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Ask Jeeves, or any web Wodehousean
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Times Online 23 December 2002

Ask Jeeves, or any web Wodehousean

Murray Hedgcock

Seek among enthusiasts, especially on the internet, for information on P. G. Wodehouse, and it is quite possible you will be directed to the omniscient exposition of the P. G. Wodehouse Society (UK) — or perhaps the Russian Wodehouse Society. For the thoughts of fellow “Plum” buffs on some aspect of Wodehousean scholarship, you are well advised to go to the discussion group run by the Wodehouse Society, based in America but with a worldwide membership.

For there is a continuing global appetite for the works of this quintessential Englishman, who made his name writing of a distinctive never-never-land peopled by idle young playboys, formidable aunts and sparky young women, aristos of all styles and interests, and domestic servants of marvellous ingenuity and varying integrity.

Though born in the quintessentially Home Counties town of Guildford, Pelham Grenville Wodehouse was to live much longer abroad than in Britain. He had several years in France and moved back and forth across the Atlantic between the wars before settling in America in 1947 for the latter 48 of his 93 years.

His writing career began with a focus on something typically English — the public school, which he knew from his six full and hugely happy years at Dulwich College — but after his first visit to New York in 1904 he increasingly used American settings or characters.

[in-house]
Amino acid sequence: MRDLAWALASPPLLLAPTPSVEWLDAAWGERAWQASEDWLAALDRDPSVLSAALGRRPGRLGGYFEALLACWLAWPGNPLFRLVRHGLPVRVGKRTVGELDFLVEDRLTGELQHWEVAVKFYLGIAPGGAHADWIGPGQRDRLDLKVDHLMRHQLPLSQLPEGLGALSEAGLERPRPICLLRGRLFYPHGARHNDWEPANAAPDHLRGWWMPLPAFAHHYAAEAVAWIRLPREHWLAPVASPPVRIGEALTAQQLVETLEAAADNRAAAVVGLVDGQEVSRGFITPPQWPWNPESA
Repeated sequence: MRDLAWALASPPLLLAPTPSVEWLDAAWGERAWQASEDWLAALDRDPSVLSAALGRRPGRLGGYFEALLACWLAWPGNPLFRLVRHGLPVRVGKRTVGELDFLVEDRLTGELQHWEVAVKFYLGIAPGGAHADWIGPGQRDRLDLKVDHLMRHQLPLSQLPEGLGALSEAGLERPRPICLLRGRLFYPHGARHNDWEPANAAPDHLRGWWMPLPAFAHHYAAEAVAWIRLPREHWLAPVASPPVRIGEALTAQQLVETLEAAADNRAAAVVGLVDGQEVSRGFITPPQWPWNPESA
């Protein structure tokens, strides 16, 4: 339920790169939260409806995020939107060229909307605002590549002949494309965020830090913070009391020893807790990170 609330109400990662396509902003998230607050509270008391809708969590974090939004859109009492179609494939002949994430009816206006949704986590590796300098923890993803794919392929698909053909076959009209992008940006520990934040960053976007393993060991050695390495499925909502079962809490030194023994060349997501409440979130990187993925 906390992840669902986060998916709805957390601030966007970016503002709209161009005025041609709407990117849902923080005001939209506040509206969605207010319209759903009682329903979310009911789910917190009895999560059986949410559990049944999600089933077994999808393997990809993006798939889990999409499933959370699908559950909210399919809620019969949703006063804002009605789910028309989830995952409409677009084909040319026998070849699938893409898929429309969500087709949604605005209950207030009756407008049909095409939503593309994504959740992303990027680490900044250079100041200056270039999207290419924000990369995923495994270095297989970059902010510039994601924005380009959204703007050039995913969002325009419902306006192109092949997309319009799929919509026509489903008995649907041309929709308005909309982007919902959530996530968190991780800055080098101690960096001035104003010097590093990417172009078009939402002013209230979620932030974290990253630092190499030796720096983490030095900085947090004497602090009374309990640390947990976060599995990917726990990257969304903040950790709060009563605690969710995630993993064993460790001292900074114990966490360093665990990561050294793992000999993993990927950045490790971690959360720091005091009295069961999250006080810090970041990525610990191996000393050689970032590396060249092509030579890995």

Yet the lure of that lovely fantasy world he created, somewhere between the Edwardian age and the Roaring Twenties, in which he himself seemed so much at home, persuaded him to continue the inimitable tales of the Drones, Lord Emsworth and his innumerable relations, and of course Bertie Wooster and the incomparable Jeeves, almost until his death on February 14, 1975, just six weeks after being knighted.

Throw in the Mulliner tales told in the Angler’s Arms (often set in Hollywood, a legacy of Plum’s time as a scriptwriter), and the golf stories, the short stories, magazine articles and Broadway musical lyrics, and you have a writer whose output was so enormous that even the most assiduous researcher can never feel he or she has it all under control.

Which is where the Wodehouse societies come in. They have benefited hugely from the internet, running websites of varying levels of ambition, sophistication, content and news sense. This means the lone Wodehouse enthusiast can feel just as much involved in Plummy delights as members within reach of society meetings — those convivial affairs marked by much “browsing and sluicing”.

The P. G. Wodehouse Society (UK) a few weeks back held its biennial black-tie dinner in the imposing setting of the Old Hall of Lincoln’s Inn, where entertainment was provided by. among others, Sir Tim Rice and Wodehouse’s step-great-grandchildren, Hal and Lara Cazalet — both stage professionals. This UK society, of which Richard Briers is president, was set up in 1994, and enjoys a productive relationship with “official” Wodehouse interests. Its patrons include Tony Blair, Henry Blofeld, Ian Carmichael, Stephen Fry, John Mortimer, Griff Rhys Jones, Tom Sharpe and Keith Waterhouse. The society’s magazine, Wooster Sauce, and its American equivalent, Plum Lines, offer articles on topics such as “Which Earl of Emsworth did Butler Keggs work for?”, “Could Winchcombe be Market Blandings Station?”, “The Book Wodehouse Never Wrote”, “Where is the Blandings Cricket Pitch?”, and even a genuine report, “Wodehouse as an Aid to Coping with Serious Illness”.